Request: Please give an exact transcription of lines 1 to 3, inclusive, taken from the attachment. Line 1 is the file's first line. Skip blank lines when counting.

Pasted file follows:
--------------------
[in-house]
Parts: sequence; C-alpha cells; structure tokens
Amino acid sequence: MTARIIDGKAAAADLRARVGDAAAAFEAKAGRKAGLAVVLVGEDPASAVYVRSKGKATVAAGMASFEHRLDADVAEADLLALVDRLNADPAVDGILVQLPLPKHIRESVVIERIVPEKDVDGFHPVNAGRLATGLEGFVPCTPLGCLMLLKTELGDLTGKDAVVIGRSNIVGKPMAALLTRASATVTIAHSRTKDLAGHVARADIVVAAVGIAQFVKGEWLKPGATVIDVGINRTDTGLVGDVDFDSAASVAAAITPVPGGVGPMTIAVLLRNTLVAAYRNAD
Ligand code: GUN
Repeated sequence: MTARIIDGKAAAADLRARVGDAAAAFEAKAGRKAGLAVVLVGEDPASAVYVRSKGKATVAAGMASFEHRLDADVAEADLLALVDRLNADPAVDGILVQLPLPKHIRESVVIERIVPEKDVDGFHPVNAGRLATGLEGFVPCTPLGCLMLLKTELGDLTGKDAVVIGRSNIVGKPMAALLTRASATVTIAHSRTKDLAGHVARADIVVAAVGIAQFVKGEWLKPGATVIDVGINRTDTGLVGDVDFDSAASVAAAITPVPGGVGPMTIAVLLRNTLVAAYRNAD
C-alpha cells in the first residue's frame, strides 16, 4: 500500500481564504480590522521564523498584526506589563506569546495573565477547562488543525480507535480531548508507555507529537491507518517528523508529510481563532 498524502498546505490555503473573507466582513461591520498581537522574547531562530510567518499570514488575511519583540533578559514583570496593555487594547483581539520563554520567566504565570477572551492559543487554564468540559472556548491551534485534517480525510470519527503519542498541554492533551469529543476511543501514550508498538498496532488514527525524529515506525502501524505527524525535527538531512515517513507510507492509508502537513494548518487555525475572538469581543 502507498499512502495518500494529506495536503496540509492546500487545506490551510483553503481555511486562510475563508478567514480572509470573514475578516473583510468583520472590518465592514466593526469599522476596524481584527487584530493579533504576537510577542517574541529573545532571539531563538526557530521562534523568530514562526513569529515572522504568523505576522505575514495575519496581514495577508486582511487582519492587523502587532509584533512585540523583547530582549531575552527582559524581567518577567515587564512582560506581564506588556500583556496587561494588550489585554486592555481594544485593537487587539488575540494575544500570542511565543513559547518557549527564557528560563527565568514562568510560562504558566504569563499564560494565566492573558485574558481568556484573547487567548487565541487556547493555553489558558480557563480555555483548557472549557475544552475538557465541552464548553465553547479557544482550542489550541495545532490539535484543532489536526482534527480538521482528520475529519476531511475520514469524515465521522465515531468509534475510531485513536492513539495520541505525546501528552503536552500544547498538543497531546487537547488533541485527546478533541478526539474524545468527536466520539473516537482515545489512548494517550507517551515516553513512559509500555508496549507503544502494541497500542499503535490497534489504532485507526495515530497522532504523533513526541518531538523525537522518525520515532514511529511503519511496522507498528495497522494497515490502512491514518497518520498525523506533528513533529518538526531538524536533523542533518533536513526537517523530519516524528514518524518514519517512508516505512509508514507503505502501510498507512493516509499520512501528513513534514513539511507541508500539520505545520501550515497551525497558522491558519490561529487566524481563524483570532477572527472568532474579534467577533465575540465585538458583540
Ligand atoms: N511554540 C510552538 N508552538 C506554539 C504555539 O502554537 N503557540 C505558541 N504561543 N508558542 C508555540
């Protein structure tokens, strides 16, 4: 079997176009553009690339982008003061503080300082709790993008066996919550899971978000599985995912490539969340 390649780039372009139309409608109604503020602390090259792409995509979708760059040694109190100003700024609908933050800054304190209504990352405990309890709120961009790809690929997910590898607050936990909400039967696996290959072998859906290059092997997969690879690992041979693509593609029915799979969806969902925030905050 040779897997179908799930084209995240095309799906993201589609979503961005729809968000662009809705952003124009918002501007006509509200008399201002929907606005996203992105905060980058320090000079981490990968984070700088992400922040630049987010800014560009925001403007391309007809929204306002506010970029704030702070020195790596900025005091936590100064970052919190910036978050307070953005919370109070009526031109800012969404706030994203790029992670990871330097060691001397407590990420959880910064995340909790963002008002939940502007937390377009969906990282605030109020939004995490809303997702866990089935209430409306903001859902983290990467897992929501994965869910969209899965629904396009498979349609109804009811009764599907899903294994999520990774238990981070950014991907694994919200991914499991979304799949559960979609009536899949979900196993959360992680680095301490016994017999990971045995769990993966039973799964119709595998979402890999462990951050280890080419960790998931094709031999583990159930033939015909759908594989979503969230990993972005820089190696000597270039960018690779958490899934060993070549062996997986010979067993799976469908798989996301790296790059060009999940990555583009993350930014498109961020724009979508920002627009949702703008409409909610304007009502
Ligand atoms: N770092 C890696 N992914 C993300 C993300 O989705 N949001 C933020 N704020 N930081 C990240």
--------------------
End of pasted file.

[in-house]
Parts: sequence; C-alpha cells; structure tokens
Amino acid sequence: MTARIIDGKAAAADLRARVGDAAAAFEAKAGRKAGLAVVLVGEDPASAVYVRSKGKATVAAGMASFEHRLDADVAEADLLALVDRLNADPAVDGILVQLPLPKHIRESVVIERIVPEKDVDGFHPVNAGRLATGLEGFVPCTPLGCLMLLKTELGDLTGKDAVVIGRSNIVGKPMAALLTRASATVTIAHSRTKDLAGHVARADIVVAAVGIAQFVKGEWLKPGATVIDVGINRTDTGLVGDVDFDSAASVAAAITPVPGGVGPMTIAVLLRNTLVAAYRNAD